Pentus-Rosimannus said the commission has been skeptical of the hospital complex so far. "I myself had an hour-long discussion with European Commission representatives, the head of the recovery fund, to whom I had to explain the background of this project. It is true, the European Commission has been rather skeptical and critical of the Tallinn Hospital investment," the finance minister noted.

The commission has noted that Estonia's healthcare issues reside in other factors. Among many things, the commission has asked if Estonia has enough doctors-nurses and has emphasized that primary level healthcare services should be made more accessible.

Pentus-Rosimannus noted that there have been considerable investments into primary healthcare, as nearly 50 family phisician centers have been developed. "One of the most important parts of the Tallinn Hospital is that the development of the hospital allows for more quality and better services for each Euro," she said.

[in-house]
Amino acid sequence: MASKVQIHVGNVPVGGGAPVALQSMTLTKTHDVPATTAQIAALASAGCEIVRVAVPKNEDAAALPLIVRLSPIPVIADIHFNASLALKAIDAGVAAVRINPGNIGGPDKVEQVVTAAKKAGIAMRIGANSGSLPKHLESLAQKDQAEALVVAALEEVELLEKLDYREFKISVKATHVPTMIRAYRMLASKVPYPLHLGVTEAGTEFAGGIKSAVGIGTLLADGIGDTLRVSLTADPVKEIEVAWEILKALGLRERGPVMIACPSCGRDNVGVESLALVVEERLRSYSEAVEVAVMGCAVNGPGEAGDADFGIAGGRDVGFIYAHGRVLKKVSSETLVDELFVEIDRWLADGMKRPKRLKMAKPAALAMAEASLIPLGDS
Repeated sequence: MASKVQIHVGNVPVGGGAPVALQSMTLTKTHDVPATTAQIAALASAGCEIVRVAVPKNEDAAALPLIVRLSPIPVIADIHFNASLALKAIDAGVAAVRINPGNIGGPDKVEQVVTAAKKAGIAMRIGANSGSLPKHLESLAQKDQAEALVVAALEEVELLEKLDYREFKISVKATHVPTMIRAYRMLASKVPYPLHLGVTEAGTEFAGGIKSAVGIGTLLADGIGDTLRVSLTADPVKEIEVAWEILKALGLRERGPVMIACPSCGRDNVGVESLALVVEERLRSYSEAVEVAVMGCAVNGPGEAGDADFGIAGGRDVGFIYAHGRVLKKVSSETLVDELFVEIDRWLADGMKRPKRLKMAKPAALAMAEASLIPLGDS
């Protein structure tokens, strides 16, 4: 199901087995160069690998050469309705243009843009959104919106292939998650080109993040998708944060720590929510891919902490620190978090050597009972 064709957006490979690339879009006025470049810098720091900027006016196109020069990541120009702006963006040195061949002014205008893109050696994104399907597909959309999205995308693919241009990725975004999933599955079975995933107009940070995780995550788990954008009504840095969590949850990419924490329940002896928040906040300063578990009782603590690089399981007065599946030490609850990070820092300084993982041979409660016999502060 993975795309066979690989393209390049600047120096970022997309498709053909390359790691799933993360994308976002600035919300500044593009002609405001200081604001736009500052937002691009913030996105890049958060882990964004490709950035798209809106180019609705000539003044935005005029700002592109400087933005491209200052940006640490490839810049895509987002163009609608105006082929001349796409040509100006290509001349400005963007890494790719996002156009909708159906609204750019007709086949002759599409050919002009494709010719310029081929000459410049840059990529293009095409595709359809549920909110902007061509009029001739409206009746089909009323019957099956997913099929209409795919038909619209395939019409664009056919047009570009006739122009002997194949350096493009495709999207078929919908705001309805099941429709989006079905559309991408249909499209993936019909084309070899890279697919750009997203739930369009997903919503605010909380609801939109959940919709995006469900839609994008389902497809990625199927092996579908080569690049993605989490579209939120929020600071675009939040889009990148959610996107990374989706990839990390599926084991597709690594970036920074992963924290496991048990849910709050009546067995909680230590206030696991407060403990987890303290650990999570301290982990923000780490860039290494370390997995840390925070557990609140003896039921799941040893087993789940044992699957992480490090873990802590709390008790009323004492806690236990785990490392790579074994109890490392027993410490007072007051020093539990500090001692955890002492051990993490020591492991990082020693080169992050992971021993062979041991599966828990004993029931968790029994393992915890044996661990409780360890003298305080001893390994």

According to the finance minister, the European Commission could also be swayed by the fact that most of Estonia's healthcare infrastructure is more than 50 years old and the development of a new hospital could allocate healthcare workers more effectively. "The effects of the Tallinn Hospital would reach far beyond Tallinn. The region, where services could be used, is much wider and greater," Pentus-Rosimannus said.